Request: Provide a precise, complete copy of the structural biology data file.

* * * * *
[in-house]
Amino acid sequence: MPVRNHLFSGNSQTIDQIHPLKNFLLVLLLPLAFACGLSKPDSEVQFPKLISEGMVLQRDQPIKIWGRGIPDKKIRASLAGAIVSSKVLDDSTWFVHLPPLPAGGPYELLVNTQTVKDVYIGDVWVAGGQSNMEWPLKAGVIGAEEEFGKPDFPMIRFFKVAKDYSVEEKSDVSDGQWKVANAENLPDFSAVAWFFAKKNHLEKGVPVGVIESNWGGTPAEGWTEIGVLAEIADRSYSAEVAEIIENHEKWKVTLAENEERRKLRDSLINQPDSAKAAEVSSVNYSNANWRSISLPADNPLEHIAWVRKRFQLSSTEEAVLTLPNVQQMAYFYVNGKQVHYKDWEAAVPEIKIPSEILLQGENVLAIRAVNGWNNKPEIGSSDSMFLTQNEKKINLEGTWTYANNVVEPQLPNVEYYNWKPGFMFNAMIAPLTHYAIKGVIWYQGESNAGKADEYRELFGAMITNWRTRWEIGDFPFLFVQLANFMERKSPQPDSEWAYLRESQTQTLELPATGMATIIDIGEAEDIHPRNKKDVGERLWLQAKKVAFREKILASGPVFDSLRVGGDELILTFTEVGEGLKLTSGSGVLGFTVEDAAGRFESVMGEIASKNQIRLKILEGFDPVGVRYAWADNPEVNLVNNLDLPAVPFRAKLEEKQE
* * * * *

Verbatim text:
[in-house]
Amino acid sequence: MPVRNHLFSGNSQTIDQIHPLKNFLLVLLLPLAFACGLSKPDSEVQFPKLISEGMVLQRDQPIKIWGRGIPDKKIRASLAGAIVSSKVLDDSTWFVHLPPLPAGGPYELLVNTQTVKDVYIGDVWVAGGQSNMEWPLKAGVIGAEEEFGKPDFPMIRFFKVAKDYSVEEKSDVSDGQWKVANAENLPDFSAVAWFFAKKNHLEKGVPVGVIESNWGGTPAEGWTEIGVLAEIADRSYSAEVAEIIENHEKWKVTLAENEERRKLRDSLINQPDSAKAAEVSSVNYSNANWRSISLPADNPLEHIAWVRKRFQLSSTEEAVLTLPNVQQMAYFYVNGKQVHYKDWEAAVPEIKIPSEILLQGENVLAIRAVNGWNNKPEIGSSDSMFLTQNEKKINLEGTWTYANNVVEPQLPNVEYYNWKPGFMFNAMIAPLTHYAIKGVIWYQGESNAGKADEYRELFGAMITNWRTRWEIGDFPFLFVQLANFMERKSPQPDSEWAYLRESQTQTLELPATGMATIIDIGEAEDIHPRNKKDVGERLWLQAKKVAFREKILASGPVFDSLRVGGDELILTFTEVGEGLKLTSGSGVLGFTVEDAAGRFESVMGEIASKNQIRLKILEGFDPVGVRYAWADNPEVNLVNNLDLPAVPFRAKLEEKQE